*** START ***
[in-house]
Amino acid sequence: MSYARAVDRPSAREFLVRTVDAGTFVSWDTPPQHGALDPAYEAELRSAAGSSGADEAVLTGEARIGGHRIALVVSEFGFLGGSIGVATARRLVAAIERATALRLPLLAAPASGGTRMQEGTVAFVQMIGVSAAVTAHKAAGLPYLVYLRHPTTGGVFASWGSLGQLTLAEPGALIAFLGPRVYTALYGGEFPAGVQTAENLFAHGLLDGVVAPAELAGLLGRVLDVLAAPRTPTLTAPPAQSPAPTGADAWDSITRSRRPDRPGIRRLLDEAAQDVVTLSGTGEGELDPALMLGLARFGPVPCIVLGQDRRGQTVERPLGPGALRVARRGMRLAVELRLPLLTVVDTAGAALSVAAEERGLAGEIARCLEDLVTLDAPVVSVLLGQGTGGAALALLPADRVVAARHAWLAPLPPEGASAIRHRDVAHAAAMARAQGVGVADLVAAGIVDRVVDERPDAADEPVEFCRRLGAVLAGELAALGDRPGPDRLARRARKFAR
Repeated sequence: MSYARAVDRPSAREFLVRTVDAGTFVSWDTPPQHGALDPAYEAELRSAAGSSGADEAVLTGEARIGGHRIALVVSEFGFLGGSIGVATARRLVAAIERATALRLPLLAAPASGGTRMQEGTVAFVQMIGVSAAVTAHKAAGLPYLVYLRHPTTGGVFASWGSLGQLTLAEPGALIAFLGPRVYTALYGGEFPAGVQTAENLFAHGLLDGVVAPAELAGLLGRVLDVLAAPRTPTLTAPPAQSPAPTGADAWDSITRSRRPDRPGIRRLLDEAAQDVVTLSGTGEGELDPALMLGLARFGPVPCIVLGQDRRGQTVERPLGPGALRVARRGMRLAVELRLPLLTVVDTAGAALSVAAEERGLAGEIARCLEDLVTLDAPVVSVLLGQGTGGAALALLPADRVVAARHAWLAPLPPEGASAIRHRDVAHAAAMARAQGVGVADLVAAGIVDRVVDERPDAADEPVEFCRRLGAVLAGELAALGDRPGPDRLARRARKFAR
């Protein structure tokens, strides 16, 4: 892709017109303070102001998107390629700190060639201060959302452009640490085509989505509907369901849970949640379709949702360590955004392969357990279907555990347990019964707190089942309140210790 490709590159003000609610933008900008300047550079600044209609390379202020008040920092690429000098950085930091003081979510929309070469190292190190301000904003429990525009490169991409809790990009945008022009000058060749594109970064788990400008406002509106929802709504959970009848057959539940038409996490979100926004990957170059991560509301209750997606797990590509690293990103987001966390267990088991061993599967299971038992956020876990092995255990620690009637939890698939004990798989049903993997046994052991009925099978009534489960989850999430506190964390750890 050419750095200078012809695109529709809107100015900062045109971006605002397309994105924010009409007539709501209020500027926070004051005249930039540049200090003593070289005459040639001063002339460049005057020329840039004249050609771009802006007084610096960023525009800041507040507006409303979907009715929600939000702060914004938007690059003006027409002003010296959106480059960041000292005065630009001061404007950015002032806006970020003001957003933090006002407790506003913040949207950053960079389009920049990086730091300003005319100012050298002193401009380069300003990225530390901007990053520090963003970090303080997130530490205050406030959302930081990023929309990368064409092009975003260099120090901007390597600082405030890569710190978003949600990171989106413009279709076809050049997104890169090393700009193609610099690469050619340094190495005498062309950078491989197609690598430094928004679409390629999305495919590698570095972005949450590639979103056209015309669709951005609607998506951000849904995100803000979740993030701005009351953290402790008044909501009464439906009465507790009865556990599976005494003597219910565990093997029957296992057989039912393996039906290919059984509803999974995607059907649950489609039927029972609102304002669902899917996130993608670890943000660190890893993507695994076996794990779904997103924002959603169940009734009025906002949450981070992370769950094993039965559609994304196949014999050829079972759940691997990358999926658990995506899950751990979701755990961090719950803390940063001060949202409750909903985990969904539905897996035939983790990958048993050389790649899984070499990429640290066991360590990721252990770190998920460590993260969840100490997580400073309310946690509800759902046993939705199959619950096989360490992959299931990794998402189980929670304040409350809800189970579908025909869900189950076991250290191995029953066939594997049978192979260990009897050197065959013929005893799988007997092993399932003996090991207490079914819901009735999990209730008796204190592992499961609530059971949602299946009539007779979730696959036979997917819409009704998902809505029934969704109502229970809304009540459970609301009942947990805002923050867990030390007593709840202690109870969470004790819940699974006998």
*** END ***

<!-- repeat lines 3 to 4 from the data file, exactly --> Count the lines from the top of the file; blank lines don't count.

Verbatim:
Repeated sequence: MSYARAVDRPSAREFLVRTVDAGTFVSWDTPPQHGALDPAYEAELRSAAGSSGADEAVLTGEARIGGHRIALVVSEFGFLGGSIGVATARRLVAAIERATALRLPLLAAPASGGTRMQEGTVAFVQMIGVSAAVTAHKAAGLPYLVYLRHPTTGGVFASWGSLGQLTLAEPGALIAFLGPRVYTALYGGEFPAGVQTAENLFAHGLLDGVVAPAELAGLLGRVLDVLAAPRTPTLTAPPAQSPAPTGADAWDSITRSRRPDRPGIRRLLDEAAQDVVTLSGTGEGELDPALMLGLARFGPVPCIVLGQDRRGQTVERPLGPGALRVARRGMRLAVELRLPLLTVVDTAGAALSVAAEERGLAGEIARCLEDLVTLDAPVVSVLLGQGTGGAALALLPADRVVAARHAWLAPLPPEGASAIRHRDVAHAAAMARAQGVGVADLVAAGIVDRVVDERPDAADEPVEFCRRLGAVLAGELAALGDRPGPDRLARRARKFAR
């Protein structure tokens, strides 16, 4: 892709017109303070102001998107390629700190060639201060959302452009640490085509989505509907369901849970949640379709949702360590955004392969357990279907555990347990019964707190089942309140210790 490709590159003000609610933008900008300047550079600044209609390379202020008040920092690429000098950085930091003081979510929309070469190292190190301000904003429990525009490169991409809790990009945008022009000058060749594109970064788990400008406002509106929802709504959970009848057959539940038409996490979100926004990957170059991560509301209750997606797990590509690293990103987001966390267990088991061993599967299971038992956020876990092995255990620690009637939890698939004990798989049903993997046994052991009925099978009534489960989850999430506190964390750890 050419750095200078012809695109529709809107100015900062045109971006605002397309994105924010009409007539709501209020500027926070004051005249930039540049200090003593070289005459040639001063002339460049005057020329840039004249050609771009802006007084610096960023525009800041507040507006409303979907009715929600939000702060914004938007690059003006027409002003010296959106480059960041000292005065630009001061404007950015002032806006970020003001957003933090006002407790506003913040949207950053960079389009920049990086730091300003005319100012050298002193401009380069300003990225530390901007990053520090963003970090303080997130530490205050406030959302930081990023929309990368064409092009975003260099120090901007390597600082405030890569710190978003949600990171989106413009279709076809050049997104890169090393700009193609610099690469050619340094190495005498062309950078491989197609690598430094928004679409390629999305495919590698570095972005949450590639979103056209015309669709951005609607998506951000849904995100803000979740993030701005009351953290402790008044909501009464439906009465507790009865556990599976005494003597219910565990093997029957296992057989039912393996039906290919059984509803999974995607059907649950489609039927029972609102304002669902899917996130993608670890943000660190890893993507695994076996794990779904997103924002959603169940009734009025906002949450981070992370769950094993039965559609994304196949014999050829079972759940691997990358999926658990995506899950751990979701755990961090719950803390940063001060949202409750909903985990969904539905897996035939983790990958048993050389790649899984070499990429640290066991360590990721252990770190998920460590993260969840100490997580400073309310946690509800759902046993939705199959619950096989360490992959299931990794998402189980929670304040409350809800189970579908025909869900189950076991250290191995029953066939594997049978192979260990009897050197065959013929005893799988007997092993399932003996090991207490079914819901009735999990209730008796204190592992499961609530059971949602299946009539007779979730696959036979997917819409009704998902809505029934969704109502229970809304009540459970609301009942947990805002923050867990030390007593709840202690109870969470004790819940699974006998």